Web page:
In our book Insights we help readers learn how to use the amazing ggplot2 package to make visualisations. If you have some experience with ggplot2, you may think our method of teaching it, and of using it in the book are a bit odd. Here we explain our reason for teaching it the way we teach it.
For example, here is the code for the first graph we make:
bats_Age_Sex %>% ggplot() + geom_col(mapping = aes(x=Sex, y=num_bat_IDs, fill=Age))
And if we had not piped the dataset into ggplot then we would have done this:
ggplot() + geom_col(data = bats_Age_Sex, mapping = aes(x=Sex, y=num_bat_IDs, fill=Age))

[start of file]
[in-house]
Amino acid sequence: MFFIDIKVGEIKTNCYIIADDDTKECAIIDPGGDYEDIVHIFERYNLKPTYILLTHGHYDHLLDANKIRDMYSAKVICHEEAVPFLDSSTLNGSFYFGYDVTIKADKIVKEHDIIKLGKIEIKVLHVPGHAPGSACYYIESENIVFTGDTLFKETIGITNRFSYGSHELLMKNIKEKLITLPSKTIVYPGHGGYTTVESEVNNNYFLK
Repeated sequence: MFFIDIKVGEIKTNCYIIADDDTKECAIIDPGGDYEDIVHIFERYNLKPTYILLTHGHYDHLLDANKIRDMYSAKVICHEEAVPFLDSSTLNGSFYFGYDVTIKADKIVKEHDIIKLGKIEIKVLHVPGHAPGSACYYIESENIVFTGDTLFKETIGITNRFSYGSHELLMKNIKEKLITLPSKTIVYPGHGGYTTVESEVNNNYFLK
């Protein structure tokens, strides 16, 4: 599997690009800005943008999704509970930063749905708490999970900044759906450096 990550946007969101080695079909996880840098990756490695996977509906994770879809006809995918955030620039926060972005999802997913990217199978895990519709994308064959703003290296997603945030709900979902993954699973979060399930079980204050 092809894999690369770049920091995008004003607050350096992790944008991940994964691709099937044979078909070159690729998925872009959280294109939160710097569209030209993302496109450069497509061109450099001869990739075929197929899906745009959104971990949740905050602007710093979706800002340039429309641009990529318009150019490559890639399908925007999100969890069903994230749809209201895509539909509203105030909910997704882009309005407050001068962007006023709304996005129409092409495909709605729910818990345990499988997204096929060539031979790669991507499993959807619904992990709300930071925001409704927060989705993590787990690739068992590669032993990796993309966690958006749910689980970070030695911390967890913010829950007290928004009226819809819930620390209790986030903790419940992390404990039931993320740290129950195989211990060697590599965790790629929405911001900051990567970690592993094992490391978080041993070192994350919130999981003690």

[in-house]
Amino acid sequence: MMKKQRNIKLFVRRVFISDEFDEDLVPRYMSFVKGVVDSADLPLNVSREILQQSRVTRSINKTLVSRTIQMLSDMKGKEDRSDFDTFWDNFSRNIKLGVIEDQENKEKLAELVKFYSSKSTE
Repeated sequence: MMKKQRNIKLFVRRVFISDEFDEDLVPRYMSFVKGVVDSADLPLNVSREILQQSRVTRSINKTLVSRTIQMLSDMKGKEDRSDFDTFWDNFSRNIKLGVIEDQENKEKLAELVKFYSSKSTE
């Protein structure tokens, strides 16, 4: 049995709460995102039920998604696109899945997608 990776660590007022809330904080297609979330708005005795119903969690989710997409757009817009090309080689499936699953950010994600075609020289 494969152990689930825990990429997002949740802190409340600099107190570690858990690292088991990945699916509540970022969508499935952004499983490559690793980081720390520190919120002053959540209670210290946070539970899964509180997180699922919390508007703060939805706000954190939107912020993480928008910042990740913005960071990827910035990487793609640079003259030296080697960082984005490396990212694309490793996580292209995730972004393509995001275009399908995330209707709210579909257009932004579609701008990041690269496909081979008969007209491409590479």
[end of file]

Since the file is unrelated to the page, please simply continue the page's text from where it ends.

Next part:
Generally speaking, we first teach students to put all the arguments into the geom. We believe this is a valuable didactic tool/approach (and also not bad to do in any case). This is because we believe that it’s important to know how the geoms work and what they need, and that this is best seen by specifying the necessary information in the geom.
After we’ve explained and practiced this approach numerous times with different geoms, we explain how inheritance from the ggplot function works, and when it is useful.